A HYDROPONICS SEMINAR IN FRANCE Noucetta Kehdi - GHE

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A HYDROPONICS SEMINAR IN FRANCE Noucetta Kehdi - GHE

A HYDROPONICS SEMINAR IN FRANCE

Noucetta Kehdi - GHE

When we decided to invite UK shop-owners to a seminar in France last November it seemed like a good

idea. But then, while getting ready, all kinds of questions started to rise: shall we be ready on time? Will the

lodging be satisfactory? Will the group be cool and friendly? Etc, etc, : a non-ending list of unanswered

questions. Then it was April 24th. Here they were! And from the moment we picked them up at Blagnac,

(Toulouse airport) until we drove them back to board their plane and fly back home, it was a succession of

excellent moments, in learning, and in partying.

I wanted this seminar to combine pleasure and “education”. Of course

I intended it to be a visit to GHE, with a training on hydropnics and our

products, and an introduction to organic hydroponics or «bioponics». At

the same time I wanted my hosts to relax, enjoy, and discover the beautiful

landscapes and excellent gastronomy of this beautiful countryside, which

is the Gers, in the South West of France.

To accommodate my group I chose two very nice 4 stars B & B in the midst

of our lusciously green and hilly countryside. For 2 days everybody lived

under the “French way of life”. Nice and healthy lunch breaks at noon, and

a typically traditional dinner at night. The first night we went to a secluded

restaurant, known only to artists and the “happy few”. The next day we

went to a quite famous restaurant called “La Table des Cordeliers”, situated

in an old 13th century chapel, where we ate a delicious dinner under

beautiful gothic stone arcades, and next to … Terry Wogan… whom we

discovered dining 2 tables behind us!

The seminar took place on Tuesday all day and Wednesday am, three sessions

in all. It was conducted by William Texier, our greenhouse manager, senior chemist, and head of R & D

since more than 20 years. William is extremely knowledgeable in hydroponics and plant nutrition. He learned

his chemistry from Dr. Cal Herrmann, chief chemist at the Water Purification Department at NASA for 13 years.

Furthermore he is the inventor of bioponics, and as such he could tell you anything you want to know about

it and its astonishing way of operating.

Talks and discussions were conducted on all subjects: our

nutrients and systems, hydroponics in general and bioponics.

Product presentation, questions and answers, punctuated

the sessions and the hall often resonated with laughter.

To my opinion 3 main topics were most informative: disease

prevention, pH regulation, and bioponics.

Disease prevention:

In our line you can find products that are preventives. They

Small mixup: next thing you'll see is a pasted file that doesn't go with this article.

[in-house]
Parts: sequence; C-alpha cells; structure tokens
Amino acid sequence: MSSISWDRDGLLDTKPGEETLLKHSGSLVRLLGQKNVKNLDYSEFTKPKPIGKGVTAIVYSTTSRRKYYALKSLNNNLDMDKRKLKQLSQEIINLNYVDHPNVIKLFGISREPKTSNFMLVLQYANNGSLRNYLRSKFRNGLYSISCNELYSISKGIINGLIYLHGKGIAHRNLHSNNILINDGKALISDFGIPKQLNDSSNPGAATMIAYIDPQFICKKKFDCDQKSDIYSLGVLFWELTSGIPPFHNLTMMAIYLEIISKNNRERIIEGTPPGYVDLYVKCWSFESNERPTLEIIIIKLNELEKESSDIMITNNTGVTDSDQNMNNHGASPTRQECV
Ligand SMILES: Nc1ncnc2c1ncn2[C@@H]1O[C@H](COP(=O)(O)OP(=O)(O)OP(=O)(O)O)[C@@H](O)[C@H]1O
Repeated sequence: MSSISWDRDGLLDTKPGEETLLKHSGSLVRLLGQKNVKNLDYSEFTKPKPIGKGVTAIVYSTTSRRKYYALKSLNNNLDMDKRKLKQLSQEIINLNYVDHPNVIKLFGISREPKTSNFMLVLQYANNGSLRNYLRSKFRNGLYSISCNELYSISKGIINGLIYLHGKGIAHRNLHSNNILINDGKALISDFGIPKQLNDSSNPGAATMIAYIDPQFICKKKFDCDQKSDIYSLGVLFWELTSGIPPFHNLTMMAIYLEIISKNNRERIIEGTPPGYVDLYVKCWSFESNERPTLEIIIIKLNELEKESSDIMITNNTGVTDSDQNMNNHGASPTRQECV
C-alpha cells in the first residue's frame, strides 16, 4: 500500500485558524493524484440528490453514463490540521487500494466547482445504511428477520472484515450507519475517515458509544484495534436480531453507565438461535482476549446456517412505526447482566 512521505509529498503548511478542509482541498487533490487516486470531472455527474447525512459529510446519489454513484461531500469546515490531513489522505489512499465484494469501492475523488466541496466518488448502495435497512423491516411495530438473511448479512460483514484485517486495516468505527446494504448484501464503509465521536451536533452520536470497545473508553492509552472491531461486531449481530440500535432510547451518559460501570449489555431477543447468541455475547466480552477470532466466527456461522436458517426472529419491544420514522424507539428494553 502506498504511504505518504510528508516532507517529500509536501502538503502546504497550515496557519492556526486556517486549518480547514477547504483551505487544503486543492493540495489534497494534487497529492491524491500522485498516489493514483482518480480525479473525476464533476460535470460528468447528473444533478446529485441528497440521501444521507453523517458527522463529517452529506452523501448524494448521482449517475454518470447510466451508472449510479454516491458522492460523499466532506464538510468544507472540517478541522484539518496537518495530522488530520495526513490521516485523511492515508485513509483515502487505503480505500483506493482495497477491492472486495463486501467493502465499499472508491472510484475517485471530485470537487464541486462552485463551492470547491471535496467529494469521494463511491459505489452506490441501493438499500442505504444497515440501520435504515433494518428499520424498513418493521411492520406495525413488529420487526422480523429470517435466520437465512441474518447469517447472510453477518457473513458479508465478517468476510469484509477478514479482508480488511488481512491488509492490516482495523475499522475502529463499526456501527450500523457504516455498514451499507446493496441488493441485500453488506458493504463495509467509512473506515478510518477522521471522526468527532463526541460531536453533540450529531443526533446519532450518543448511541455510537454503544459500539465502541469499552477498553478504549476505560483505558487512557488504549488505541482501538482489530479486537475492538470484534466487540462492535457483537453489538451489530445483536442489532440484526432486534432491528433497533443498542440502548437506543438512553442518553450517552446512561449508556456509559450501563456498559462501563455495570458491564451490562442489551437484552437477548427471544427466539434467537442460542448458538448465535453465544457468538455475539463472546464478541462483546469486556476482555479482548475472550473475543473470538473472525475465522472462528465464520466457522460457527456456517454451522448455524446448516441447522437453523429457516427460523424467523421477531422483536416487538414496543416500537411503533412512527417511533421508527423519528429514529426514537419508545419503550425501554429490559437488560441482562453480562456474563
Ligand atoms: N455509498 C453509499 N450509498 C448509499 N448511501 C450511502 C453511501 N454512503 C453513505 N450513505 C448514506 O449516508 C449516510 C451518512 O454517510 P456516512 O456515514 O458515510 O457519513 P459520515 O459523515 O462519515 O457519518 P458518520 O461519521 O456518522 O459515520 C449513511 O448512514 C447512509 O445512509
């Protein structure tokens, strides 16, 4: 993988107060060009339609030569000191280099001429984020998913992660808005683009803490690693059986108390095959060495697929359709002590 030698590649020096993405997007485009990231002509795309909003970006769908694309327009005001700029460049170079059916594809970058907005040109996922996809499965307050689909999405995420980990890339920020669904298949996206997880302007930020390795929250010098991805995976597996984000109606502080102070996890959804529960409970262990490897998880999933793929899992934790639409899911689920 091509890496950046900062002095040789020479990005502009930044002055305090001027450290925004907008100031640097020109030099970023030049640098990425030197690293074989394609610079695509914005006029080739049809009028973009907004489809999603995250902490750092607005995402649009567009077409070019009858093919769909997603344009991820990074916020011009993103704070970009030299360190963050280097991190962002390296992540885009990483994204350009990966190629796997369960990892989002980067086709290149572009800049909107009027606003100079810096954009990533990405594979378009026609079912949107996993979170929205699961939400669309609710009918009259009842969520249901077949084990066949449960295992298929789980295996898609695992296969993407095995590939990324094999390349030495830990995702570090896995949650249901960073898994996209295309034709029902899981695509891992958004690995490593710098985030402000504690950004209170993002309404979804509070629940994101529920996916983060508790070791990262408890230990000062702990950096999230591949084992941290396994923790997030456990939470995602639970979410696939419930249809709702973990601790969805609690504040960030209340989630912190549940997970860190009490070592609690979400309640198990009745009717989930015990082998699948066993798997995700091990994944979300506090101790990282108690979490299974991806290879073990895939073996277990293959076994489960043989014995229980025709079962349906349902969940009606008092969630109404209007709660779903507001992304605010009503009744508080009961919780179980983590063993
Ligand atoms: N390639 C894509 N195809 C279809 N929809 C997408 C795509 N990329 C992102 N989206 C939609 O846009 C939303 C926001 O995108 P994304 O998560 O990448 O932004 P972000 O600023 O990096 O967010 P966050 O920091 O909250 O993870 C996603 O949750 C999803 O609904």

protect from disease and insects. But for the shop owner

these products are not always easy to sell because the end

customer doesn’t necessarily recognize the actual effect

of the product. Indeed, if you use prevention, plants don’t

get sick, and there is not much to see. But for those growers

who try prevention, when they compare with their past crops, they realize the benefits of applying it on a

constant basis. This is one of the most efficient methods to keep your plants healthy: it is thus recommended

to encourage preventive products and help customers avoid pest

infestation, root fungi, and other problematic and costly infections.

pH regulation:

pH regulation is an important parameter in plant nutrition. In bioponics

the gardener leaves his pH to drift as high as 7.0 before interfering.

As William pointed out, it is scientifically recognized that plants

can live in a range of pH between 4.5 and 7.0. So you don’t need to

keep adjusting your levels. Adding constant acids, especially if they

are not top quality, may end up being more damaging than helpful.

If it is generally recommended to stay in the range of 5.5 to 6.5, it is

to guarantee best assimilation of mineral salts by the plant, and to

protect the chelates incorporated in all good quality nutrients.

To Ebbe Thiery describing a situation when his pH suddenly fell from

6.2 to 5.0, while all parameters looked perfectly normal the prece-


dent day, William said that this doesn’t frequently happen and is

not directly related to the plant’s nutrition. Generally the pH would

tend to go up rather than down. When it falls, it is often due to

the sudden and massive death of living organisms colonizing the

solution (all kinds of bacteria, harmless, beneficial or pathogenic,

can colonize your nutritive solution). There is not much to do in this

event, just adjust your pH, or change solution. If the problem persists

identify the problem and treat it.

Bioponics:

Organic hydroponics is quite particular in the sense that, although